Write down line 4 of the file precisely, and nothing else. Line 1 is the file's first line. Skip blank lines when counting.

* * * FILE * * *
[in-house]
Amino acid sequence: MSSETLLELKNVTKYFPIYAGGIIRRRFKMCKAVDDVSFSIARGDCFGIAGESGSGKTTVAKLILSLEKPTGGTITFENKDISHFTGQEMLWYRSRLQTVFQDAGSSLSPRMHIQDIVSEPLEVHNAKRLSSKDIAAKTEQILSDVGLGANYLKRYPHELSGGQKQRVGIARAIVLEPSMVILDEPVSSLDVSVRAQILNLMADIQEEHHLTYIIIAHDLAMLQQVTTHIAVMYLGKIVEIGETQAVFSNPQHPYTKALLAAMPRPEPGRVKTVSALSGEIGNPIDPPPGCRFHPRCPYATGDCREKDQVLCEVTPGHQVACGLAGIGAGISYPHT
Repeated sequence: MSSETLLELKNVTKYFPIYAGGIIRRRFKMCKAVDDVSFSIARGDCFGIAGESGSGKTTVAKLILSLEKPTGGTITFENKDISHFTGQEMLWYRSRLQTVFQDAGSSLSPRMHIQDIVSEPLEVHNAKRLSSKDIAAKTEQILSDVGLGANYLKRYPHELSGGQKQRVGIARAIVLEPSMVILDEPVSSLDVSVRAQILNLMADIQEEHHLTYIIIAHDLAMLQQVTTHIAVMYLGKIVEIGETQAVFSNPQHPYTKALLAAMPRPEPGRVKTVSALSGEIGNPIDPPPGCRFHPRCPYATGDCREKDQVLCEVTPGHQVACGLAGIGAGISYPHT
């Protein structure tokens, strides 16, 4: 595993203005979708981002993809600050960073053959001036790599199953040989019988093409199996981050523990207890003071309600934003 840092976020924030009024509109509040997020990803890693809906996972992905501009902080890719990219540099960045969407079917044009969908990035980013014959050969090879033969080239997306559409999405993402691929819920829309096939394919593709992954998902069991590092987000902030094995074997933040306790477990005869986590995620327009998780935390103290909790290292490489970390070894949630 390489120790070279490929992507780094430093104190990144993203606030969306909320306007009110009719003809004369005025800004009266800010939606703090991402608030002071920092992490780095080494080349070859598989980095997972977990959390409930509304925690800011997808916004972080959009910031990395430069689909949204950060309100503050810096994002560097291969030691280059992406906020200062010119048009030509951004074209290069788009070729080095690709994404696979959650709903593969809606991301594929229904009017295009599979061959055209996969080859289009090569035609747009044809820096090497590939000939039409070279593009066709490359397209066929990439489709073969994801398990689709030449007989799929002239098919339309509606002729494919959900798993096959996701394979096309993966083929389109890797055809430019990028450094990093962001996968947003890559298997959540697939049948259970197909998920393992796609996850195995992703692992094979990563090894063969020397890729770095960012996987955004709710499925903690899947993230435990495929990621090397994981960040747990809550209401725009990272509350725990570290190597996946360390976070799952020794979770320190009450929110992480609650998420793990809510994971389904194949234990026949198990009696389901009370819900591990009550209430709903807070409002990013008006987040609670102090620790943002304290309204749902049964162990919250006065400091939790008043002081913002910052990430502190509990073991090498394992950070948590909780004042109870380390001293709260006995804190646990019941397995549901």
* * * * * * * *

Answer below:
């Protein structure tokens, strides 16, 4: 595993203005979708981002993809600050960073053959001036790599199953040989019988093409199996981050523990207890003071309600934003 840092976020924030009024509109509040997020990803890693809906996972992905501009902080890719990219540099960045969407079917044009969908990035980013014959050969090879033969080239997306559409999405993402691929819920829309096939394919593709992954998902069991590092987000902030094995074997933040306790477990005869986590995620327009998780935390103290909790290292490489970390070894949630 390489120790070279490929992507780094430093104190990144993203606030969306909320306007009110009719003809004369005025800004009266800010939606703090991402608030002071920092992490780095080494080349070859598989980095997972977990959390409930509304925690800011997808916004972080959009910031990395430069689909949204950060309100503050810096994002560097291969030691280059992406906020200062010119048009030509951004074209290069788009070729080095690709994404696979959650709903593969809606991301594929229904009017295009599979061959055209996969080859289009090569035609747009044809820096090497590939000939039409070279593009066709490359397209066929990439489709073969994801398990689709030449007989799929002239098919339309509606002729494919959900798993096959996701394979096309993966083929389109890797055809430019990028450094990093962001996968947003890559298997959540697939049948259970197909998920393992796609996850195995992703692992094979990563090894063969020397890729770095960012996987955004709710499925903690899947993230435990495929990621090397994981960040747990809550209401725009990272509350725990570290190597996946360390976070799952020794979770320190009450929110992480609650998420793990809510994971389904194949234990026949198990009696389901009370819900591990009550209430709903807070409002990013008006987040609670102090620790943002304290309204749902049964162990919250006065400091939790008043002081913002910052990430502190509990073991090498394992950070948590909780004042109870380390001293709260006995804190646990019941397995549901």